In truth, of course, if the world traded in euros, the USA would find itself quickly in the position Argentina used to enjoy NOT: with a collapsing currency. And I agree with you about pretty much keeping Iraqi oil in reserve. At this point I think they are prisonner of their private industry mythology… Except for banks, of course. But then there is propaganda that “monetary base” as Krugman makes a big deal of calling it, the money given by the Fed to banks, is, NOT, repeat, not, a gift by the state to banks… Private industry mythology say that all problems are best solved privately.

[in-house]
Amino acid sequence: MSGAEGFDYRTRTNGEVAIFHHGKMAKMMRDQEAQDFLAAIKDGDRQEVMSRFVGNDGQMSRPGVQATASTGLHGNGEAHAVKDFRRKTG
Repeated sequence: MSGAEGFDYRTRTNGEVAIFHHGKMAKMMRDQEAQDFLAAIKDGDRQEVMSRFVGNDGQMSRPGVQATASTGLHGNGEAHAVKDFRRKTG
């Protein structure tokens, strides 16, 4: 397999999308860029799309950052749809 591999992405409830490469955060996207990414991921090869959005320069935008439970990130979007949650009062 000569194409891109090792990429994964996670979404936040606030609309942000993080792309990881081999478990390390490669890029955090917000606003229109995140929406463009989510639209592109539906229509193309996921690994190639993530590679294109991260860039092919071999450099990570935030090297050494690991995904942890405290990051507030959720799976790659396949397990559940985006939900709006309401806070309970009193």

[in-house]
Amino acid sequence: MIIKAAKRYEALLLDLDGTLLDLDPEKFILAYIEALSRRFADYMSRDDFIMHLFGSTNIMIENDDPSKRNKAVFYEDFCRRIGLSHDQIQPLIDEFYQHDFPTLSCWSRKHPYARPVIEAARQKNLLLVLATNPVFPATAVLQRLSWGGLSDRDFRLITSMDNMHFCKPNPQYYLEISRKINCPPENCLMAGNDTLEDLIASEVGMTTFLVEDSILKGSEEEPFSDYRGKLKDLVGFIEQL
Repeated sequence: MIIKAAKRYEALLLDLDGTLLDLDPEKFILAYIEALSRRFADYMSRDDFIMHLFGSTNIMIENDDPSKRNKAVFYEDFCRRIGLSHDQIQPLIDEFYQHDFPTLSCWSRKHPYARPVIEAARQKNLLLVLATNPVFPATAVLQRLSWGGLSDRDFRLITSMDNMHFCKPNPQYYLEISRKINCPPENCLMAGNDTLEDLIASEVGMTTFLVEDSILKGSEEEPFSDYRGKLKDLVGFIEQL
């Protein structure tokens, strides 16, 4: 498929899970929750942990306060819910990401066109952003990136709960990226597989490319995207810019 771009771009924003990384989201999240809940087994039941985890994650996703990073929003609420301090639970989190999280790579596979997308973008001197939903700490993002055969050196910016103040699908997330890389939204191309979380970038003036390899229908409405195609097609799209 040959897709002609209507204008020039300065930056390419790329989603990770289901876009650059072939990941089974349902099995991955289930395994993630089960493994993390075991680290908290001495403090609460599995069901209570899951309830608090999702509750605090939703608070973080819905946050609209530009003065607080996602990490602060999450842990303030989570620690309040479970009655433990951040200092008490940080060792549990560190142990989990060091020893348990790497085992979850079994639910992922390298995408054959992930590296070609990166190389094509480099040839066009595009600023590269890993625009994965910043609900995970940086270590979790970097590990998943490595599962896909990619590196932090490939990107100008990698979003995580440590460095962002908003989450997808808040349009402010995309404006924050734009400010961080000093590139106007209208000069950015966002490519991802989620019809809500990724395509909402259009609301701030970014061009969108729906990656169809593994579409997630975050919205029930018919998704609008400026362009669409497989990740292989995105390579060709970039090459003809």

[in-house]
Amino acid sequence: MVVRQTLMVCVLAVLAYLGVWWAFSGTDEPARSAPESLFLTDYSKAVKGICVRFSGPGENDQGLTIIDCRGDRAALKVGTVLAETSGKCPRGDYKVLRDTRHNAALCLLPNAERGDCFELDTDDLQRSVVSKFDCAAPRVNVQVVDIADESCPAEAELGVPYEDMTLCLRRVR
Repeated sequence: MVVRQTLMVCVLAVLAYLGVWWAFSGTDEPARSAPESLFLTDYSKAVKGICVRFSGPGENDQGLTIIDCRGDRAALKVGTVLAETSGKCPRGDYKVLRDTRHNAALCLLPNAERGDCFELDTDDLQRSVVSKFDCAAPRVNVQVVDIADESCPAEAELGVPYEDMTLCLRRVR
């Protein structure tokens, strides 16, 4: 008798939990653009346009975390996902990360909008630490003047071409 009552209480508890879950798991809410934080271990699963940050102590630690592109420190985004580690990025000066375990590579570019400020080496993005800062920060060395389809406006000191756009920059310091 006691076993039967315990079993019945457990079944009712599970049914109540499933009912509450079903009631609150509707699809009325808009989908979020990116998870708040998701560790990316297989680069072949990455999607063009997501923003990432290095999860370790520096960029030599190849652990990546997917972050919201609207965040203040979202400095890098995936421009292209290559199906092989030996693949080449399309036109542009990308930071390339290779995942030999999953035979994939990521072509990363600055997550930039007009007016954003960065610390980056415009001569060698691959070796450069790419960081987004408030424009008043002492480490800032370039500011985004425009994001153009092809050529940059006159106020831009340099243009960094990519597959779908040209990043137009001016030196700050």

But private is financed by banks, which have beeter things to do with their money…


      • Patrice Ayme Says:

        Dear Jens: I read Norway has much more energetic reserves in Thorium, than in fossil fuels… Thorium tech should be developed on an emergency basis, as it is the only definitively feasible energy without ANY drawbacks long term. A Plutonium energy tech is readily feasible, but the pollution and military problems would be EXTREMELY difficult to surmount.

        Peopie do not understand we are in an energy catastrophe. A battle on two fronts, and we are not winning. Considering all the wind and hydro (storing) potential in Norway, and the low population, it’s understandable that Norwegian politicians have other worries… Probably creating new young Norwegians ought to be number one top priority… I wonder if that is how it’s perceived that way in Norway? (Apparently not, as my American born from a Norwegian born mother, sister in law was told she was not welcome as a citizen there?)


      • Jens Says:

        Dear Old Geezer,